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IMF EXPOSES ROT IN LESOTHO BANKING SECTOR

STAFF WRITERS

MASERU August 04, (The Night’s Watch) – An investigation by the International Monetary Fund (IMF) mission that was in the country in March 2019, has revealed a malpractice in the local banking industry, which has seemingly been concealed by the Central Bank of Lesotho (CBL) knowingly.

The mission found that there seemed to be a local banking practice of having a foreign audit firm which is not registered in Lesotho and with no offices in the country, doing audit work for the banks but a small, domestic audit firm issuing and signing the auditor’s report.

The mission said in its report published on July 22, that such practice did not comply with both the International Financial Reporting Standards (IFRS) and International Standards of Auditing (ISA).

Banks are required by law to prepare their financial statements as per full IFRS.

December 31, is the uniform year-end date for all four banks – Standard Lesotho Bank, Nedbank Lesotho, First National Bank (FNB) Lesotho and Post Bank – to prepare and submit to the CBL their audited annual consolidated financial statements.

But the IMF mission found that despite mandated to do so, the financial statements were not published in full by the banks, in their – or in the CBL’s – websites.

“Banks must have their annual financial statements audited in accordance with ISA, however, and despite not in the scope of this mission, while reviewing the financials of some banks, the mission found that there seems to be a local banking practice of having a Big 4 audit firm doing audit work for the bank but a small, domestic audit firm issuing and signing the Auditor’s report,” the mission noted in its report.

It added that: “While it is clear for the mission that such audits have not been conducted in accordance with ISAs, and that the audited financial statements are not IFRS-compliant, the situation reveals a malpractice that consist of having Big 4 audit firm with no offices in Lesotho using a small Lesotho firm, which – otherwise – would not likely be able to perform as the auditor of a bank, to take full legal responsibility for the auditor’s opinion expressing compliance with IFRS and ISAs on financial statements that do not comply with these international standards.”

The mission said it flagged this situation to the CBL’s Banking Supervision Division (BSD), “who knew about it”, highlighting its implications.

The Big 4 is the nickname used to refer collectively to the four largest professional services networks in the world, consisting of Deloitte, Ernst & Young, KPMG and PricewaterhouseCoopers.

The Big 4 each offer audit, assurance, taxation, management consulting, actuarial corporate finance and legal services to their clients. A majority of the audits of public companies, as well as many audits of private companies, are conducted by these four networks.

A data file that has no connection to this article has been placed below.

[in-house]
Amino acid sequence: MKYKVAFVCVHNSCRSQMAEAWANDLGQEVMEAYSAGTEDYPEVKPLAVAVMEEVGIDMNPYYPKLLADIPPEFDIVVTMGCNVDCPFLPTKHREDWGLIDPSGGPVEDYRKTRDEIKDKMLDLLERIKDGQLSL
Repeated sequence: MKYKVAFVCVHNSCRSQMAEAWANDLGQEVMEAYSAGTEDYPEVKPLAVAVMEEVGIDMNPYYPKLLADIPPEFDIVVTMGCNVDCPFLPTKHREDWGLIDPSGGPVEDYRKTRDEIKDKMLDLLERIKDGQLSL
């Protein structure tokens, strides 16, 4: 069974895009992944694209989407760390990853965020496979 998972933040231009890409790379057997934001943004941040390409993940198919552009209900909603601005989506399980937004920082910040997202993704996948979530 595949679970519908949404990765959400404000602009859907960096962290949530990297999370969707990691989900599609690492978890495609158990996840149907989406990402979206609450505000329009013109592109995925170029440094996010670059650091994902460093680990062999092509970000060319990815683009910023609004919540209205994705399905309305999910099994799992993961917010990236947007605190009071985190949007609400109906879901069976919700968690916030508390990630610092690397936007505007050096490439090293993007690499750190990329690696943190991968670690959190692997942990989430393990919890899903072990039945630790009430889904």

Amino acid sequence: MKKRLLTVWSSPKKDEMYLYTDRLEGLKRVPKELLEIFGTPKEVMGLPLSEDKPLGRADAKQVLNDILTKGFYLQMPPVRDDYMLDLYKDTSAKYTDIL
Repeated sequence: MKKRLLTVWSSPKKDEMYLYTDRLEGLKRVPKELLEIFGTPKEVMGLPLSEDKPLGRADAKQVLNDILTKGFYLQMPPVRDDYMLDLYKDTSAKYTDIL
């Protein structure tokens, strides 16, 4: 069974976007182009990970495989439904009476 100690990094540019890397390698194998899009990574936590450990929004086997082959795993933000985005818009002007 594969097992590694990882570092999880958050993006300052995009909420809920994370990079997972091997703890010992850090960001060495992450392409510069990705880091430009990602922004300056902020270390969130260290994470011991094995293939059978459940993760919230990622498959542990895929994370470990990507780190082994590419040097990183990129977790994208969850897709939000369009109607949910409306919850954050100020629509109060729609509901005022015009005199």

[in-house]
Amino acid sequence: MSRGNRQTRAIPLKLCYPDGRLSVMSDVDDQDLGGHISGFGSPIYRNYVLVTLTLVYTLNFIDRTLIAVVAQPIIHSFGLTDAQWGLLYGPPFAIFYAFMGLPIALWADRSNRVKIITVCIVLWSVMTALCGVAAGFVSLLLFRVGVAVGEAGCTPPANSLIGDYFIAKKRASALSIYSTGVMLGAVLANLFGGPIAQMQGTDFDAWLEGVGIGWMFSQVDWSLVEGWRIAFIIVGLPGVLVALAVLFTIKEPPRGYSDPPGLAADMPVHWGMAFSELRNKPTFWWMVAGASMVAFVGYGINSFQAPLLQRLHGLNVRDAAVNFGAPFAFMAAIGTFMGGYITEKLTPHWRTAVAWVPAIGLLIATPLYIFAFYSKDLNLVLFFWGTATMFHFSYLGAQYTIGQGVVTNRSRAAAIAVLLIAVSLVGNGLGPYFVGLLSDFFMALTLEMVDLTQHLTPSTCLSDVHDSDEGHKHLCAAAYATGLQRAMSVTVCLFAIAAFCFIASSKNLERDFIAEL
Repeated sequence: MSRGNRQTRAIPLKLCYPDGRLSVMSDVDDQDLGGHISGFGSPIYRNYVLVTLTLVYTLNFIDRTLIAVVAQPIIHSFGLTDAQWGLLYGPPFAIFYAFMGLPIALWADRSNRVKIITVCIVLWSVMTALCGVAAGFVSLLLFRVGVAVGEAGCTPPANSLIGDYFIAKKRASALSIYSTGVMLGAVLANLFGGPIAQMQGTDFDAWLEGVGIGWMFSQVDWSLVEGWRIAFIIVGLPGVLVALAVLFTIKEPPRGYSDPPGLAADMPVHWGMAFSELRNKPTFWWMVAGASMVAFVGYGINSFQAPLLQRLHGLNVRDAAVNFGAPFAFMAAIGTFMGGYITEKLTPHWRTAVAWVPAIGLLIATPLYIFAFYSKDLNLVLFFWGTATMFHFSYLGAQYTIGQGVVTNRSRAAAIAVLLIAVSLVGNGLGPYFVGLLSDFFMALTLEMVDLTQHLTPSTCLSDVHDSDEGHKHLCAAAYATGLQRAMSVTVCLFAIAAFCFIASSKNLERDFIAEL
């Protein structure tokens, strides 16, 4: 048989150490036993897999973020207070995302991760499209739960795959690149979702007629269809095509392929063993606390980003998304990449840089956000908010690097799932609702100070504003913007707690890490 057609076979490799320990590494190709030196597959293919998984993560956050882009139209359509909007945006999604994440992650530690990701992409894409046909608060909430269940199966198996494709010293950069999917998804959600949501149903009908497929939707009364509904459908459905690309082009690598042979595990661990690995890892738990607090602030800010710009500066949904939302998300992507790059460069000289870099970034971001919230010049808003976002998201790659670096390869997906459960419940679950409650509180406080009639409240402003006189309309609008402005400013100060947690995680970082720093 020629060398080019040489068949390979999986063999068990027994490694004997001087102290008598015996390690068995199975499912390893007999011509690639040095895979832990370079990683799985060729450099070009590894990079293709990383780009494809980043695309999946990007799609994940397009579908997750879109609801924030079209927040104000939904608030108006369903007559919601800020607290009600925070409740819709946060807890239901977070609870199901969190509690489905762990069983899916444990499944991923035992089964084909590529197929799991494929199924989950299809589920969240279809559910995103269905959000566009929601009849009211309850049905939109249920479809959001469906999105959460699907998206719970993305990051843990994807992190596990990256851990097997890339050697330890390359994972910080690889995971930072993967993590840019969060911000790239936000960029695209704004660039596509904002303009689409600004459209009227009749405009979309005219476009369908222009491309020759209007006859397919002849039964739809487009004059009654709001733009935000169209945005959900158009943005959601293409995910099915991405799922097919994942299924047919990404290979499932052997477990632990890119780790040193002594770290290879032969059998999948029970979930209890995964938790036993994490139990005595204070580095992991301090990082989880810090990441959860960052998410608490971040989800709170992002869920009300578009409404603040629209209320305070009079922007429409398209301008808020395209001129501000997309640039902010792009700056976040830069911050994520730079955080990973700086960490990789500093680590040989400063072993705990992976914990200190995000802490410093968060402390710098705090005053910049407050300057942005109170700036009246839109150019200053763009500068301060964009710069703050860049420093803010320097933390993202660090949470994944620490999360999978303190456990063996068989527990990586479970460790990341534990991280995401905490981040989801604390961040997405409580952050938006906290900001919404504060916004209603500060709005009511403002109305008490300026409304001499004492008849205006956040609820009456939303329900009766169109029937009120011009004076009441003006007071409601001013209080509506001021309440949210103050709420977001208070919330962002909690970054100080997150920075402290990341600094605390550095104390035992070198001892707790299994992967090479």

The IMF’s Regional Technical Assistance Centre for Southern Africa (AFRITAC) mission, visited Maseru on March 4–14, at the request of CBL, to provide technical assistance on the implementation of Basel II.

Basel II is an international business standard that requires financial institutions to maintain enough cash reserves to cover risks incurred by operations.

The Basel accords are a series of recommendations on banking laws and regulations issued by the Basel Committee on Banking Supervision (BSBS).

The name of the accords is derived from Basel, Switzerland, where the committee that maintains the accords meets.

The IMF mission said it conducted a series of focused training sessions with the staff of the CBL’s BSD covering relevant areas such as risks, risk management and governance, among others.

The mission also noted in its report that Lesotho’s banking sector was largely foreign-owned and stressed that the significant foreign presence presented a systematic vulnerability from external shocks that “necessitates CBL attention”.

“The banking sector remains small and comprises four commercial banks offering traditional and corporate banking services through branches around the country. Three banks are subsidiaries of South African banks and the fourth, Lesotho PostBank, is the only domestic bank, fully owned by the Government of Lesotho,” it said.

This makes Lesotho’s banking sector effectively an oligopoly.

“Foreign banks do not operate as branches but are incorporated as full subsidiaries. Typically, they use their parents’ expertise where local expertise is not available, and are subject to their reporting requirements. Assessing the effectiveness and soundness of the local boards and senior management remains a challenge for the BSD,” the mission added.

As at December 2018, according to the CBL 2018 Financial Stability Report, the four banks had a total of 50 branches across the country and the foreign-owned banks controlled about 90.0 percent of the banking industry assets, revenue and deposits.

In its July 22 report, the IMF mission said the total assets of the four banks about $1.2 billion as of December 2018, representing 48 percent of the country’s Gross Domestic Product as of that date.

It said the total staff complement of the four banks remained at the December 2016 level of around 1700.

“The three foreign banks together accounted for 92 percent of the banking sector assets and 91 percent of total deposits, as of December 2018,” it said.

It added that during the period December 2016 – December 2018, the total banking assets increased by about 33 percent and loans and advances by 17 percent, however, “exposures of foreign subsidiaries to South African banks, by way of balances held with them, went up by about 70 percent”. NW

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